By Kelly Asche
Only a month ago, the primary focus for workforce development organizations in rural Minnesota was to implement strategies that recruited and retained workers in their regions. Their doors were being blown open by businesses in desperate need for employees. We conducted research on this topic and designated this as the number one economic development issue in rural Minnesota. Now with unemployment spiking due to the strategies being implemented to slow the spread of COVID-19, one of the main questions is how this is impacting economic development organizations.
Vicki Leaderbrand, Director of Rural Concentrated Employment Program, explains that “right now, we have employers laying people off, and employers still looking for workers, and we are trying to connect the dots between the laid-off and the employers.” But connecting these dots aren’t as easy as it might seem. Interviews with leaders of some of these workforce development organizations across Minnesota point to a few of the roadblocks they are facing.
One component is contacting people who have been laid off. Obviously, there are privacy laws in place that will not allow a business to identify which employees they have laid off. Before COVID-19, this wasn’t as big of an issue since anyone approved for unemployment used to participate in an orientation program which would connect these individuals to the workforce development organizations. However, this orientation programming has been thrown upside-down now that many of the offices are closed and in-person meetings have been canceled. This way to connect has so far been eliminated, making it more challenging to connect unemployed folks with employment opportunities.
In addition, many of the training programs provided by workforce development organizations to direct more people into much-needed occupations are at a standstill. Carrie Bendix, Director of the Southwest Minnesota Private Industry Council, says that before COVID-19, her area’s job vacancy rate was at 7% (highest in the state). Even with the current unemployment spike, there is a huge need for nurses and other direct-care occupations (among many other occupations). Their training programs to fill these occupations require a “residency” of sorts so they get “in-the-field” training in a hospital, clinic, or long-term care facility. Unfortunately, this kind of training cannot be completed right now due to the COVID-19 crisis.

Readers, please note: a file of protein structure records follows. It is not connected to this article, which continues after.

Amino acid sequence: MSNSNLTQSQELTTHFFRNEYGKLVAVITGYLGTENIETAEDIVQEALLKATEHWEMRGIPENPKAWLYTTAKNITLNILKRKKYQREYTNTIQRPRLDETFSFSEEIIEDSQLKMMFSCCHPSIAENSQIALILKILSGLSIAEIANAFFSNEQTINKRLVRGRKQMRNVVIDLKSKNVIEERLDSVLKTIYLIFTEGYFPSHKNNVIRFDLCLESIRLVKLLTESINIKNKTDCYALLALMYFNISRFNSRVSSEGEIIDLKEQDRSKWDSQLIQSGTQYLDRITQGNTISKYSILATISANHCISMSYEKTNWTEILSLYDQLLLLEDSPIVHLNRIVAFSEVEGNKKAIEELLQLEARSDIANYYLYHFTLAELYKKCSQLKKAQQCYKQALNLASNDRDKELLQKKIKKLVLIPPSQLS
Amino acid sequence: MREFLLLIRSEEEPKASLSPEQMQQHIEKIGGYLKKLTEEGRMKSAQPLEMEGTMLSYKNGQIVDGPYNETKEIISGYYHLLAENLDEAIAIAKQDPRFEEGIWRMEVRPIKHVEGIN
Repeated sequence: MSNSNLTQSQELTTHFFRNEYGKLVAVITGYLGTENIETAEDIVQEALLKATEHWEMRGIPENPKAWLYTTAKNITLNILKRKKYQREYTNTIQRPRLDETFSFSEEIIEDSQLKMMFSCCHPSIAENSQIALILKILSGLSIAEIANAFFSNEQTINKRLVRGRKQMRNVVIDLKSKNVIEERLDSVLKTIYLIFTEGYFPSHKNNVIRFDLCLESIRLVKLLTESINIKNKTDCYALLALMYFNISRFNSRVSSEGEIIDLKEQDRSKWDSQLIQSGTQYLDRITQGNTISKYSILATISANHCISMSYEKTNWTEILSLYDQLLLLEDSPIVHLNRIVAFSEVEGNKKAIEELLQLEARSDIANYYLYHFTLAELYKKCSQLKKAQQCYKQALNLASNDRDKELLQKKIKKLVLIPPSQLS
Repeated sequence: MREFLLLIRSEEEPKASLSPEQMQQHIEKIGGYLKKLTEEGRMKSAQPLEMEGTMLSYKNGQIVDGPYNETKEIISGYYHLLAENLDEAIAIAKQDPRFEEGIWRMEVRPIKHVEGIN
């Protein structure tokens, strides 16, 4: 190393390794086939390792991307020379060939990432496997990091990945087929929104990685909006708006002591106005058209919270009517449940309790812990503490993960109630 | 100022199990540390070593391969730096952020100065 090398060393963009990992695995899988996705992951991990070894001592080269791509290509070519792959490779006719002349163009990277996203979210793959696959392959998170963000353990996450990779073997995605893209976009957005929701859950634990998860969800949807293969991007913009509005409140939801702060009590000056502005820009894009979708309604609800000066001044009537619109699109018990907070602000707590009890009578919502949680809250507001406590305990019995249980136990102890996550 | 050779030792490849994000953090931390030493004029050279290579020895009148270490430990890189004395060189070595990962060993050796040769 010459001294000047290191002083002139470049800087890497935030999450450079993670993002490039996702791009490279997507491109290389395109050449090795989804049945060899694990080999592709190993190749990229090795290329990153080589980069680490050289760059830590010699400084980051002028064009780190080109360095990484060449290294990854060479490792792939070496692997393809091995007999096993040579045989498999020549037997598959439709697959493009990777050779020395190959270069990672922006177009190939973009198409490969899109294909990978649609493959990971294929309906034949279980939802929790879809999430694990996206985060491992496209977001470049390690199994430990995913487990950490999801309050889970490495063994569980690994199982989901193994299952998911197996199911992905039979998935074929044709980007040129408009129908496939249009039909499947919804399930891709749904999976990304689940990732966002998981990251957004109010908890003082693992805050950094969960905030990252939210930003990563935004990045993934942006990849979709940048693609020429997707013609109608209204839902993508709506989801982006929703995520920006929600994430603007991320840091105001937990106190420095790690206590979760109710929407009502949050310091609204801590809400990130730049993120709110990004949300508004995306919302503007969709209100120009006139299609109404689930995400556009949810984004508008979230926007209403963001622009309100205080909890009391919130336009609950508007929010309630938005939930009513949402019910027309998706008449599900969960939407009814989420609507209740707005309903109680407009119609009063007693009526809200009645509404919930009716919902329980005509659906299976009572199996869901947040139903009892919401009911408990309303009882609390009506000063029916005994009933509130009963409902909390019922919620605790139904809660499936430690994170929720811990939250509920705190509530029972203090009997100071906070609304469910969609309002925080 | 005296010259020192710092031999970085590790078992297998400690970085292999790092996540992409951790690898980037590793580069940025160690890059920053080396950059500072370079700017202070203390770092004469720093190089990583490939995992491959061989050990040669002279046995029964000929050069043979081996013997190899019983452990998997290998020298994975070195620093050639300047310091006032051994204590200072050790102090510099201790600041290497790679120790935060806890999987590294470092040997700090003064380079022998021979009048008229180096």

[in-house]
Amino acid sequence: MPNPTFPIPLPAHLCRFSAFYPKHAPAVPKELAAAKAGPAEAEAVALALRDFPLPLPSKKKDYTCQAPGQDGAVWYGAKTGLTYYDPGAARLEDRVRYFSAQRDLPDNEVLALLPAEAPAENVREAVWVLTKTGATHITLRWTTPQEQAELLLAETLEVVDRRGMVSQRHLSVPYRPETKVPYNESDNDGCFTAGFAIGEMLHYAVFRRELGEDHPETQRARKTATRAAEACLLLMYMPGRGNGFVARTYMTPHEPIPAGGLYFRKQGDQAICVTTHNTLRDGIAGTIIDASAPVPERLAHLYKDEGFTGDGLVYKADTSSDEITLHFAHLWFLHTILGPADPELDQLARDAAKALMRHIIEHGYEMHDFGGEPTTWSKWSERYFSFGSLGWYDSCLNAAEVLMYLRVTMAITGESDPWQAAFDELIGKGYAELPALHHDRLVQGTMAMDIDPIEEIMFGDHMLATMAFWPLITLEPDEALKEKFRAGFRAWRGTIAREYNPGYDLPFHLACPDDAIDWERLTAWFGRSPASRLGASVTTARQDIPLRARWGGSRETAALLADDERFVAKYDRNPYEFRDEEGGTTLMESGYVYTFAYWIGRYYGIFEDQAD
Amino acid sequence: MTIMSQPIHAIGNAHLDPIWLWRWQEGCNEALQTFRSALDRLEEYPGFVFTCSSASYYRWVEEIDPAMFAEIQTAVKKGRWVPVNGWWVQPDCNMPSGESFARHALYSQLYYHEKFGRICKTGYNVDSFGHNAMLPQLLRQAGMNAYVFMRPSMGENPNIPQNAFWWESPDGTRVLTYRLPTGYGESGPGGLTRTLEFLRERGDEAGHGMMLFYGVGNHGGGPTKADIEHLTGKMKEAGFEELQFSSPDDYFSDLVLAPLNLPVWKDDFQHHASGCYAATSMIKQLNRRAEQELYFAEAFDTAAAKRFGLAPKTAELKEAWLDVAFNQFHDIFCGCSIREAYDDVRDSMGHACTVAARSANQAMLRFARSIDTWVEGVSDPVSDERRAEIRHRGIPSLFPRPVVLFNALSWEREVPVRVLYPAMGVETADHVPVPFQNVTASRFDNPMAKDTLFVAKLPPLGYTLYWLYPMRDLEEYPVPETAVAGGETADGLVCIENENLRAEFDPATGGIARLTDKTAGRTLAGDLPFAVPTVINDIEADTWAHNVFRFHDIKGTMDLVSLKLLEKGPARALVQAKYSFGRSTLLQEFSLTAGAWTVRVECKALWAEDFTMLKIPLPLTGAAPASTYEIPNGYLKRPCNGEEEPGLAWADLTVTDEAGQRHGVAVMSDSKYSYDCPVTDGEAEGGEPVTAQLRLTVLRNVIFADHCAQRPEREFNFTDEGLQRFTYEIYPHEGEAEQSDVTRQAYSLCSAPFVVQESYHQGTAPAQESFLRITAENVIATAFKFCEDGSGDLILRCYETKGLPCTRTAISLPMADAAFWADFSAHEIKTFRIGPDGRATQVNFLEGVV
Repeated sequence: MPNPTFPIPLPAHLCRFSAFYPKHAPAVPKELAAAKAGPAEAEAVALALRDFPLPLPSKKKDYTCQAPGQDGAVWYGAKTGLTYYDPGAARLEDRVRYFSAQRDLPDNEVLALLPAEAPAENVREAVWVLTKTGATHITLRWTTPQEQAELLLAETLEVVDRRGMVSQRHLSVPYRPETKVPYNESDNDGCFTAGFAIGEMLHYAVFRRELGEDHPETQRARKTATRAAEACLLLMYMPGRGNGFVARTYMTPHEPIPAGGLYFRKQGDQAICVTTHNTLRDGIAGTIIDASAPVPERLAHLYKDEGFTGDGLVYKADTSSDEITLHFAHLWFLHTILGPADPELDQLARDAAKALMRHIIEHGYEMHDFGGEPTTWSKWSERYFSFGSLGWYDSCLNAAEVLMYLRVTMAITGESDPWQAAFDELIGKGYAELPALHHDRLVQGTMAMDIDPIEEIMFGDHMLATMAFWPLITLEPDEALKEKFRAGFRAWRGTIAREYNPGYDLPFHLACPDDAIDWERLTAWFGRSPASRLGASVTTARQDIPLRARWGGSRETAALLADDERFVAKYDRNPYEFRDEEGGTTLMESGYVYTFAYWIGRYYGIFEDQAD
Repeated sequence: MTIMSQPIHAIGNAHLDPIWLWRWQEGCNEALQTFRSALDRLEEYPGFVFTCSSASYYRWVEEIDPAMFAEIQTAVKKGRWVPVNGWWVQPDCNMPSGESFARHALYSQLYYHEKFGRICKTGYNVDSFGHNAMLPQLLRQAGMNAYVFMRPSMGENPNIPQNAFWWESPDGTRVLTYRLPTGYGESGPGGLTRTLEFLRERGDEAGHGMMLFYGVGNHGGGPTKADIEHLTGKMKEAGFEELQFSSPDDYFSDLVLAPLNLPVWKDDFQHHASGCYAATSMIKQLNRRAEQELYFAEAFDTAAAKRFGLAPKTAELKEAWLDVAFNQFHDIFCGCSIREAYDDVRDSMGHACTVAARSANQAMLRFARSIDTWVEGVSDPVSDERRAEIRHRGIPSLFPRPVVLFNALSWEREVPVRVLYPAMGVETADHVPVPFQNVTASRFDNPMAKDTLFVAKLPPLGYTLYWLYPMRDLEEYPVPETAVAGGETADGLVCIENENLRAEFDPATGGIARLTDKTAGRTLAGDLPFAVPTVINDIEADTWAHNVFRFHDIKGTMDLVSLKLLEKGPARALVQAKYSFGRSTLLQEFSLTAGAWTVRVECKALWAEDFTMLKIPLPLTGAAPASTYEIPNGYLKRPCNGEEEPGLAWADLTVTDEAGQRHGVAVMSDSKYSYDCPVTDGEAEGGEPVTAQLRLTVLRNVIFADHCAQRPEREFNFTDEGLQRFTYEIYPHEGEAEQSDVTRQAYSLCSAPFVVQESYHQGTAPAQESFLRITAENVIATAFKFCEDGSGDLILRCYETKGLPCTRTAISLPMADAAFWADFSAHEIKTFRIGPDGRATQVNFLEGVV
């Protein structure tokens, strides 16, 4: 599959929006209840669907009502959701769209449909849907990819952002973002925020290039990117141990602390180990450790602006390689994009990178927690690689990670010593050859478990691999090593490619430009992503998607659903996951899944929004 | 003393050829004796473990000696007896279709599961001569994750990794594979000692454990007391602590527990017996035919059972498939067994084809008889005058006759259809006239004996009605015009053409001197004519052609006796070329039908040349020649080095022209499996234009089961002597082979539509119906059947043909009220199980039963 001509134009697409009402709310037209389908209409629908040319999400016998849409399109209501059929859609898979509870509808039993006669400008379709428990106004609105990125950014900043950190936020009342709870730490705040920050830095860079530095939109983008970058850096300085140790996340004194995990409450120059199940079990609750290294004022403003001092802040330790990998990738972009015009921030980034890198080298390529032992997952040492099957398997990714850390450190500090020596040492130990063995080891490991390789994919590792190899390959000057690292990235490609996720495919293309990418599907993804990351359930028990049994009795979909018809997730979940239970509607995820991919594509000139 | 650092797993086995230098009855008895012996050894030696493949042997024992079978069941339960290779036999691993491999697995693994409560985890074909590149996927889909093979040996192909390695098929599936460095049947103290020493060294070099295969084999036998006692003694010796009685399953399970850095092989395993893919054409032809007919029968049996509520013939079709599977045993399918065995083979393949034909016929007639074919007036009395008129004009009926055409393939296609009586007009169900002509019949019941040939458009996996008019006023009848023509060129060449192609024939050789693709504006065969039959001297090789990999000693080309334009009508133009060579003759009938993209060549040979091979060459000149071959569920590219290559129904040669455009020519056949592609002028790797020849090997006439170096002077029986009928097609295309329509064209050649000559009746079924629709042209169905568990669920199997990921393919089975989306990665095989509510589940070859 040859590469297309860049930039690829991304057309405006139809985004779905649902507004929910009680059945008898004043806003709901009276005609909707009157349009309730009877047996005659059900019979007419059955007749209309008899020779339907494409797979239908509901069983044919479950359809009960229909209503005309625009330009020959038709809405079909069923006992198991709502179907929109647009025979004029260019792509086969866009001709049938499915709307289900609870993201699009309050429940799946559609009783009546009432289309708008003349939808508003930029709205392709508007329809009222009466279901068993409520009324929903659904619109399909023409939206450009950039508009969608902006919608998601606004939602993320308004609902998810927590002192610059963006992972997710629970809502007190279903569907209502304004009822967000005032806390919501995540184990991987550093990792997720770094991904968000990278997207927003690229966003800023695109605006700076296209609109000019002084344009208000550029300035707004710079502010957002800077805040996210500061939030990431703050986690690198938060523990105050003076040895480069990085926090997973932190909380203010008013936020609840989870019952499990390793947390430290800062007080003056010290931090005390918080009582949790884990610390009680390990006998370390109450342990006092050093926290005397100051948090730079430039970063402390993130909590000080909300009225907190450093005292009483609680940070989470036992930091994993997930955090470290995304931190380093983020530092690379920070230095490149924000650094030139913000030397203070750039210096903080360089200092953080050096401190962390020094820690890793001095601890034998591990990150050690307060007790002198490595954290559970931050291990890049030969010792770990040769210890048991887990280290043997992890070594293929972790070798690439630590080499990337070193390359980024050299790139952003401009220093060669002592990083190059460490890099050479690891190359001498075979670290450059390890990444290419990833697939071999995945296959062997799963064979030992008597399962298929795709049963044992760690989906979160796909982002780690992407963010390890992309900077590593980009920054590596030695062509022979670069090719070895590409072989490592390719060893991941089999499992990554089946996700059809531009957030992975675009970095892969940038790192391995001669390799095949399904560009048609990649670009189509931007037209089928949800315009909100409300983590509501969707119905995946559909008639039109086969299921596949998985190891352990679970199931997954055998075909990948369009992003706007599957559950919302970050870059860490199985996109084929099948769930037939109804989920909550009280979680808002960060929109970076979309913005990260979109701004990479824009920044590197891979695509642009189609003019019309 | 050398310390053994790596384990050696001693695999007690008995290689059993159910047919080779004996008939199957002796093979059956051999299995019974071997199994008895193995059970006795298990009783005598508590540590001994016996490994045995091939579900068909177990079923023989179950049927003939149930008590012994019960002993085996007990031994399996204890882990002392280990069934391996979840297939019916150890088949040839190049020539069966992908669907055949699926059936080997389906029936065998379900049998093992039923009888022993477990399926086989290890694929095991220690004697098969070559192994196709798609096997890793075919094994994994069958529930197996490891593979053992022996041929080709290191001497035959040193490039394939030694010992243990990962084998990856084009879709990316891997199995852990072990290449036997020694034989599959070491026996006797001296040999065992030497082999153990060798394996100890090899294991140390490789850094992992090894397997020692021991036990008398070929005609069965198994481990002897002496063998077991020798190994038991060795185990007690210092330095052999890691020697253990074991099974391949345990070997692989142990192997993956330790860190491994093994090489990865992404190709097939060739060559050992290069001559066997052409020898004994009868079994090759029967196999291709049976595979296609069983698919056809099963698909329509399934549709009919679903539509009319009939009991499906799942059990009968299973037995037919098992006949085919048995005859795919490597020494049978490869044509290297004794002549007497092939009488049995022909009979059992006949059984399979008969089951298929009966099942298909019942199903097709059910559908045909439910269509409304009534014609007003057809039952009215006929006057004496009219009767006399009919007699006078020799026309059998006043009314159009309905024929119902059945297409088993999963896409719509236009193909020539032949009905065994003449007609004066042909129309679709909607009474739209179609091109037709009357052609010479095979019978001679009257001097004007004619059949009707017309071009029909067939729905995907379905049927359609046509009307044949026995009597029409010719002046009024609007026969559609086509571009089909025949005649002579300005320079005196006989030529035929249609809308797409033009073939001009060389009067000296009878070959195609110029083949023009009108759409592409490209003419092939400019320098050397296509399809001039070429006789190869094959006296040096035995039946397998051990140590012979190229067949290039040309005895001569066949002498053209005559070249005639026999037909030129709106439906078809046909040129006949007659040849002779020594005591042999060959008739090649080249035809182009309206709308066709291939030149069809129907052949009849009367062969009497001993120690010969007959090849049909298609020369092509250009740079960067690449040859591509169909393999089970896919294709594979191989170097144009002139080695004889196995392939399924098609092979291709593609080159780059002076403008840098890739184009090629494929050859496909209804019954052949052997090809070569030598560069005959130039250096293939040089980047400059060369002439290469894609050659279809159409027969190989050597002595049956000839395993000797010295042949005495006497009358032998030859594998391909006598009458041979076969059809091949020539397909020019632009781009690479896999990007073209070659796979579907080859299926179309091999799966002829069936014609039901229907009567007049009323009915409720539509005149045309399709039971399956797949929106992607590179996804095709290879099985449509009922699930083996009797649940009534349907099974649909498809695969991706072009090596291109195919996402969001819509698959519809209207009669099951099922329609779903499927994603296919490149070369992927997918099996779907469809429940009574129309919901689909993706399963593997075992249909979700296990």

Lastly, future uncertainty in employment and the economy is keeping workers at home for the time being. Even with employment opportunities available, there is no guarantee that the unemployed and the position are a good match. And even if they are, many folks are content waiting this out for a bit longer to see if they can get their old jobs back. But we just don’t know how long it will all last.
Fortunately, DEED has one little-used program that might prove very useful soon, depending on how the economy responds. The Shared Work Program allows employers to divide a specific amount of work among a group of employees instead of fully laying off employees. Although this would cut the hours worked among the employees, they would be eligible for partial unemployment benefits to make up for the loss in wages. This might be incredibly helpful for businesses as many workforce development organizations reported hearing from employers that they really don’t want to lay off any of the workers they had just worked so hard to find and retain.
As we continue to move forward, it will be paramount to try and connect permanently laid-off workers to employment opportunities that still exist in rural Minnesota. Finding workers has been one of the largest struggles in rural Minnesota over the last few years, and there is no doubt there is still need.